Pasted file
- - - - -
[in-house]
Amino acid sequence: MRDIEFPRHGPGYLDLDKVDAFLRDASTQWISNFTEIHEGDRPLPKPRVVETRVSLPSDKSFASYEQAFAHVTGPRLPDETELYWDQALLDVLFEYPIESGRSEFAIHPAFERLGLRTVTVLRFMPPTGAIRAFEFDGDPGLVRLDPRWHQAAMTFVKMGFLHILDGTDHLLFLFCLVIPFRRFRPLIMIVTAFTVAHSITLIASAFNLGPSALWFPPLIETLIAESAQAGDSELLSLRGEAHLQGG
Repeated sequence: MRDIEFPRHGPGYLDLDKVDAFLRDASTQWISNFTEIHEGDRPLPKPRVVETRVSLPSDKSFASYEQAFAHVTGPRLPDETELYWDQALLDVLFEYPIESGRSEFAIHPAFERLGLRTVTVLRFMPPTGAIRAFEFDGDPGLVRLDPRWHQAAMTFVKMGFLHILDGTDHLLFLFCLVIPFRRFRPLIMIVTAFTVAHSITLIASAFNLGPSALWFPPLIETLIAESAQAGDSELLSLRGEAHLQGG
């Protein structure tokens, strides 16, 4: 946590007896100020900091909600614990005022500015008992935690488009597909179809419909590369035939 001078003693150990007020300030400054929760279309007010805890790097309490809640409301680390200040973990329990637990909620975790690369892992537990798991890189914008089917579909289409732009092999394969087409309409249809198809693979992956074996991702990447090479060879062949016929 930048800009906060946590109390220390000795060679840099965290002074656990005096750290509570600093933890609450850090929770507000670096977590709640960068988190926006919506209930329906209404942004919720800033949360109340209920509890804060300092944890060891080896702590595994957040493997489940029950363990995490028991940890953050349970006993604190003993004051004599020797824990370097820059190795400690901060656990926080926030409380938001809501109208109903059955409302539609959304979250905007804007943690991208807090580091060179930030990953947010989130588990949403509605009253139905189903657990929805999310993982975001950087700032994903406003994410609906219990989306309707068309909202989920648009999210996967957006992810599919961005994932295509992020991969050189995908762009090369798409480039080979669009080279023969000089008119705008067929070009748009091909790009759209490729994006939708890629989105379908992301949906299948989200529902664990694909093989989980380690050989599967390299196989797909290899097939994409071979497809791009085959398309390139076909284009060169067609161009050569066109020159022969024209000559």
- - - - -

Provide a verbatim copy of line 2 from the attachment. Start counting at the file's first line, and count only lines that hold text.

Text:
Amino acid sequence: MRDIEFPRHGPGYLDLDKVDAFLRDASTQWISNFTEIHEGDRPLPKPRVVETRVSLPSDKSFASYEQAFAHVTGPRLPDETELYWDQALLDVLFEYPIESGRSEFAIHPAFERLGLRTVTVLRFMPPTGAIRAFEFDGDPGLVRLDPRWHQAAMTFVKMGFLHILDGTDHLLFLFCLVIPFRRFRPLIMIVTAFTVAHSITLIASAFNLGPSALWFPPLIETLIAESAQAGDSELLSLRGEAHLQGG